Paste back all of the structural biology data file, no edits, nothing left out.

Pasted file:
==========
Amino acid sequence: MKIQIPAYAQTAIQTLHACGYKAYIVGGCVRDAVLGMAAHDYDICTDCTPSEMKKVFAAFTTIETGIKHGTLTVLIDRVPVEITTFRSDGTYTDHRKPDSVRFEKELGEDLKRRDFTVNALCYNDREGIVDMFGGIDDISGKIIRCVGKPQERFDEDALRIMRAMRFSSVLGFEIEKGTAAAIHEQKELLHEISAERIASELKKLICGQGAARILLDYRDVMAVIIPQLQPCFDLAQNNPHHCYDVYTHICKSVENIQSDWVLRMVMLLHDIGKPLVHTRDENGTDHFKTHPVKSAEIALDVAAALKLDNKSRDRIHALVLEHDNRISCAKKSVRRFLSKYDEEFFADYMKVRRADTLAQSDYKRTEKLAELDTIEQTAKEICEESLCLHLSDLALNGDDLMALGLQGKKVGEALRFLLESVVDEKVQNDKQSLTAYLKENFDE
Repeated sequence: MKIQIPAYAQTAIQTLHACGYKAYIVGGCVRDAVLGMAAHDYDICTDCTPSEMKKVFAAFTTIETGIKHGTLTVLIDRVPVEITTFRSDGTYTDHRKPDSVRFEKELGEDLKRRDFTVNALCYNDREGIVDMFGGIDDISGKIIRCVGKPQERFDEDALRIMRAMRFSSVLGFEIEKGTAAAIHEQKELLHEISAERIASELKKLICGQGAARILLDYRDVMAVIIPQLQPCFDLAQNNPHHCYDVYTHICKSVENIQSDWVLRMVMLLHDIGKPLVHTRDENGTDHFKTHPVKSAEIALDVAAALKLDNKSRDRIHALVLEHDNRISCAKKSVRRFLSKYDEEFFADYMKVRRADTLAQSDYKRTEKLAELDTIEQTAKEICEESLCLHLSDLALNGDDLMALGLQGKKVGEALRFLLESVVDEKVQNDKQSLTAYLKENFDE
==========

Amino acid sequence: MKIQIPAYAQTAIQTLHACGYKAYIVGGCVRDAVLGMAAHDYDICTDCTPSEMKKVFAAFTTIETGIKHGTLTVLIDRVPVEITTFRSDGTYTDHRKPDSVRFEKELGEDLKRRDFTVNALCYNDREGIVDMFGGIDDISGKIIRCVGKPQERFDEDALRIMRAMRFSSVLGFEIEKGTAAAIHEQKELLHEISAERIASELKKLICGQGAARILLDYRDVMAVIIPQLQPCFDLAQNNPHHCYDVYTHICKSVENIQSDWVLRMVMLLHDIGKPLVHTRDENGTDHFKTHPVKSAEIALDVAAALKLDNKSRDRIHALVLEHDNRISCAKKSVRRFLSKYDEEFFADYMKVRRADTLAQSDYKRTEKLAELDTIEQTAKEICEESLCLHLSDLALNGDDLMALGLQGKKVGEALRFLLESVVDEKVQNDKQSLTAYLKENFDE
Repeated sequence: MKIQIPAYAQTAIQTLHACGYKAYIVGGCVRDAVLGMAAHDYDICTDCTPSEMKKVFAAFTTIETGIKHGTLTVLIDRVPVEITTFRSDGTYTDHRKPDSVRFEKELGEDLKRRDFTVNALCYNDREGIVDMFGGIDDISGKIIRCVGKPQERFDEDALRIMRAMRFSSVLGFEIEKGTAAAIHEQKELLHEISAERIASELKKLICGQGAARILLDYRDVMAVIIPQLQPCFDLAQNNPHHCYDVYTHICKSVENIQSDWVLRMVMLLHDIGKPLVHTRDENGTDHFKTHPVKSAEIALDVAAALKLDNKSRDRIHALVLEHDNRISCAKKSVRRFLSKYDEEFFADYMKVRRADTLAQSDYKRTEKLAELDTIEQTAKEICEESLCLHLSDLALNGDDLMALGLQGKKVGEALRFLLESVVDEKVQNDKQSLTAYLKENFDE